Broadband must be accessible to all, peers told

Broadband should be made more accessible to people on benefits by encouraging them to use discounted deals designed for them, experts say.

Broadband should be made more accessible to people on benefits by encouraging them to use discounted deals designed for them, experts say.

They told the Lords Digital Committee’s digital exclusion hearings that cutting VAT on broadband could help people who struggle with “digital exclusion”.

Rocio Concha, of consumer group Which?, urged action to get more people on benefits using cheaper social tariffs.

The government has called on firms to raise awareness of the deals.

The high cost of living continued to put household budgets under strain, resulting in more people being “pushed” into digital exclusion, chairwoman Baroness Stowell said in her opening remarks.

Experts told the committee that digital exclusion is a term that describes an interconnected set of problems with the internet, including:

  • no access to it
  • not having a device to connect to it
  • a lack of skills or confidence to use it
  • The committee heard that ending digital exclusion for key groups could generate £13.7bn in economic benefits over 10 years for only £1.4bn in cost, according to evidence from Rowlando Morgan, of economic consultancy The Centre for Economics and Business Research.

Moved to tears

“Over one in 20 households have no internet at all, either fixed line or mobile,” Helen Milner, chief executive of charity The Good Things Foundation, said in evidence.

Not all of that may be because of affordability issues, but just as food banks have faced big increases in demand, so the foundation’s databank service, which provides vouchers for internet access, has seen extremely high demand, she said.

Ms Milner said: “I’ve met a young woman who wept because we gave her a £10 top-up through the databank because she can now contact her mum in Ireland, because she had two young kids and she had absolutely no way of contacting her.

“So we’re talking about people who have very, very, very little money,”

According to telecoms regulator Ofcom, more than 9.1 million UK households (32%) were having problems paying for their phone, broadband, pay-TV and streaming bills when figures were compiled in October 2022, more than double the level of April 2021.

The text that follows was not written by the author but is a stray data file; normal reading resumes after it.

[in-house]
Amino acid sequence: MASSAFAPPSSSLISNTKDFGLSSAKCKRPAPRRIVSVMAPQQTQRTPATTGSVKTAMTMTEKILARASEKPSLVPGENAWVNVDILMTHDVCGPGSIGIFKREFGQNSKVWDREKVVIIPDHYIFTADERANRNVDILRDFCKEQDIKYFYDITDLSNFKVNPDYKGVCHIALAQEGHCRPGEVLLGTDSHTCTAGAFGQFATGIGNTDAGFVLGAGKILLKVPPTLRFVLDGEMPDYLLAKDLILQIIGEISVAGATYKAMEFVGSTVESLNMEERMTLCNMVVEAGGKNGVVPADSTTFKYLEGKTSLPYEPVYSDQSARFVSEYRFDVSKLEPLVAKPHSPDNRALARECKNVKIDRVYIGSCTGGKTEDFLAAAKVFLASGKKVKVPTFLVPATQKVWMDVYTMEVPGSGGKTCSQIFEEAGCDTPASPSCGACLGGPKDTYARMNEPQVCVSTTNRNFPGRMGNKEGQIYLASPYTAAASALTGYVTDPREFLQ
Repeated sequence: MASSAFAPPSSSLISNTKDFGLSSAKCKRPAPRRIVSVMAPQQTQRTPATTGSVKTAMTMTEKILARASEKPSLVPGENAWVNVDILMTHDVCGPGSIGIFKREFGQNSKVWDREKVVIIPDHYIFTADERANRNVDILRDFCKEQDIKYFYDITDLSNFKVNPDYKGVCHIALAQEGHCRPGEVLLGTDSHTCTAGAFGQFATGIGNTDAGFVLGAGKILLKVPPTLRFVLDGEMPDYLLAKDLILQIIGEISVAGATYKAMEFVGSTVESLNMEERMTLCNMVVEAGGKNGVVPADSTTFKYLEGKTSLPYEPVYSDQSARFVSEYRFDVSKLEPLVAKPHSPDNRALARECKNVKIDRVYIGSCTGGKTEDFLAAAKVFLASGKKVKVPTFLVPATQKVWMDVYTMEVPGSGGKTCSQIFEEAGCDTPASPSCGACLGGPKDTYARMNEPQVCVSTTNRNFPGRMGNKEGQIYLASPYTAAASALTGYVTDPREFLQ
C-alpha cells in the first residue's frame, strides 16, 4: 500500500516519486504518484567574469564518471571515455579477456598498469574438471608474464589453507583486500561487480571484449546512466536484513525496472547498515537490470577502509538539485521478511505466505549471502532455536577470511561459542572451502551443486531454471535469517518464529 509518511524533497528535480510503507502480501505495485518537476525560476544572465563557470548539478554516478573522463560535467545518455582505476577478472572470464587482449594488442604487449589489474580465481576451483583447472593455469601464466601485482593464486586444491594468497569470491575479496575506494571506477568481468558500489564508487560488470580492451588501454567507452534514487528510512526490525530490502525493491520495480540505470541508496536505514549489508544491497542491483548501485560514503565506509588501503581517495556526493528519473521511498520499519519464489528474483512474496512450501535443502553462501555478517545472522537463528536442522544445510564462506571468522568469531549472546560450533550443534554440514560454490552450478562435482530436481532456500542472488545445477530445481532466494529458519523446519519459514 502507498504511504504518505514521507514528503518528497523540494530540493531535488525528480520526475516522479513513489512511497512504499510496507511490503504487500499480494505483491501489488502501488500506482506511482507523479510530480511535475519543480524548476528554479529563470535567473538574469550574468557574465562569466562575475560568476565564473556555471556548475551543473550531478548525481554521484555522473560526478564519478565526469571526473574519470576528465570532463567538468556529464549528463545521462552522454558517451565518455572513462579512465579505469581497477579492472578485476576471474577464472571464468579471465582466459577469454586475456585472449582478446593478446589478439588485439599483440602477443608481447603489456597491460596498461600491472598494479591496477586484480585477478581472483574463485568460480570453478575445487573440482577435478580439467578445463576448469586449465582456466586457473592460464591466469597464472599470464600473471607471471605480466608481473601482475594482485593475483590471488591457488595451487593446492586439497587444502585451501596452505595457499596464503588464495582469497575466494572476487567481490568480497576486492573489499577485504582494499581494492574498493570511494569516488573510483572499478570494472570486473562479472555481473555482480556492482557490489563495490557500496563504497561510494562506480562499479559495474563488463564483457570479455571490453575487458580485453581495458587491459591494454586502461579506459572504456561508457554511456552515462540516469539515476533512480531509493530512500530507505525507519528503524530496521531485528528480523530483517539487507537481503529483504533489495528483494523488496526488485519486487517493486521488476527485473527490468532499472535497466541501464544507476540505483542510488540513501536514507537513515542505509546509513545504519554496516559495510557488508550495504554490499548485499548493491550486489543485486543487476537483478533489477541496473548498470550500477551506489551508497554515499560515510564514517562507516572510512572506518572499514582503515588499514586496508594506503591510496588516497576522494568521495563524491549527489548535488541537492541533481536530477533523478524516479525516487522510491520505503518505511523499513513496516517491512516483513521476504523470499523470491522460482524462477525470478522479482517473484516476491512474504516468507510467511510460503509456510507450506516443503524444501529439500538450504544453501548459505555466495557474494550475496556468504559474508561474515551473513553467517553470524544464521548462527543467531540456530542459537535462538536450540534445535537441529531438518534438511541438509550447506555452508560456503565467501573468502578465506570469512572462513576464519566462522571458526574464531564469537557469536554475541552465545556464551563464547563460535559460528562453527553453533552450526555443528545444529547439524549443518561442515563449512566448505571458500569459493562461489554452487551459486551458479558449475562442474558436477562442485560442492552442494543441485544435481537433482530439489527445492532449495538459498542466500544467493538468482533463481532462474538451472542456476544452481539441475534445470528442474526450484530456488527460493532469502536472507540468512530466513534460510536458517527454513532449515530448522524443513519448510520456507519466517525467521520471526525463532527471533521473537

And 17% of households were cutting back on other spending, such as food and clothing, to afford communications services, more than four times the percentage doing so in June 2021.

More than one in three adults struggled to pay mobile phone or broadband bills, a survey by the Digital Poverty Alliance found.

‘Essential Utility’

Cheaper social tariffs are available for benefit claimants but, Ms Concha said, only 3.2% of those people who qualify for a social tariff use them, and most were simply not aware they exist.

“Access to the internet is an essential utility in today’s world, as important as having access to water, gas and electricity,” Ms Concha said.

She argued that data should be exempt from VAT, like other utilities, such as energy and water, are for domestic users.

VAT is still charged on social tariffs and removing it would be relatively inexpensive compared to the potential benefits, the committee was told.

Industry groups have supported similar moves.

The committee also heard that consumers not on social tariffs were facing above-inflation price increases, some as high as 17%.

It was also told that financially vulnerable people needed to be able to switch contract without financial penalty, and should not be compelled to pay these increases.

Science Secretary Michelle Donelan recently urged telecoms bosses to reconsider the price rises.

Committee member Baroness Harding, the former chief executive of TalkTalk, asked if social tariffs were good enough, and Ms Milner suggested there should be a standard one.